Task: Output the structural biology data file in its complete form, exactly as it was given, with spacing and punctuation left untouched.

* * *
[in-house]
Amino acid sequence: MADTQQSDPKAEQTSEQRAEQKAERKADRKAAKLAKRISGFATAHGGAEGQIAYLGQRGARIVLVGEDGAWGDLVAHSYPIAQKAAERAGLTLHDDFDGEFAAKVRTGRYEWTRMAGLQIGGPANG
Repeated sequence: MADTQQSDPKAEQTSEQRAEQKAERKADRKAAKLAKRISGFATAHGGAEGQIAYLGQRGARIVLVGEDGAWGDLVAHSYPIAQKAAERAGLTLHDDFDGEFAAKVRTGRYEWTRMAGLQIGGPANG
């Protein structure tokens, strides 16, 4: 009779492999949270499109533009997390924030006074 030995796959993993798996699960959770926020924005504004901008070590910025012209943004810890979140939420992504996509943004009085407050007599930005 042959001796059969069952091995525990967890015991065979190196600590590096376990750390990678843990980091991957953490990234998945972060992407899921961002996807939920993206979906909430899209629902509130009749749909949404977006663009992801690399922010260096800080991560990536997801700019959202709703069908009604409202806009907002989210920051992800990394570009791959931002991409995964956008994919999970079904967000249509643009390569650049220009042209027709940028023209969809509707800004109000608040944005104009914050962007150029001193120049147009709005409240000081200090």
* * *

[in-house]
Amino acid sequence: MADTQQSDPKAEQTSEQRAEQKAERKADRKAAKLAKRISGFATAHGGAEGQIAYLGQRGARIVLVGEDGAWGDLVAHSYPIAQKAAERAGLTLHDDFDGEFAAKVRTGRYEWTRMAGLQIGGPANG
Repeated sequence: MADTQQSDPKAEQTSEQRAEQKAERKADRKAAKLAKRISGFATAHGGAEGQIAYLGQRGARIVLVGEDGAWGDLVAHSYPIAQKAAERAGLTLHDDFDGEFAAKVRTGRYEWTRMAGLQIGGPANG
């Protein structure tokens, strides 16, 4: 009779492999949270499109533009997390924030006074 030995796959993993798996699960959770926020924005504004901008070590910025012209943004810890979140939420992504996509943004009085407050007599930005 042959001796059969069952091995525990967890015991065979190196600590590096376990750390990678843990980091991957953490990234998945972060992407899921961002996807939920993206979906909430899209629902509130009749749909949404977006663009992801690399922010260096800080991560990536997801700019959202709703069908009604409202806009907002989210920051992800990394570009791959931002991409995964956008994919999970079904967000249509643009390569650049220009042209027709940028023209969809509707800004109000608040944005104009914050962007150029001193120049147009709005409240000081200090």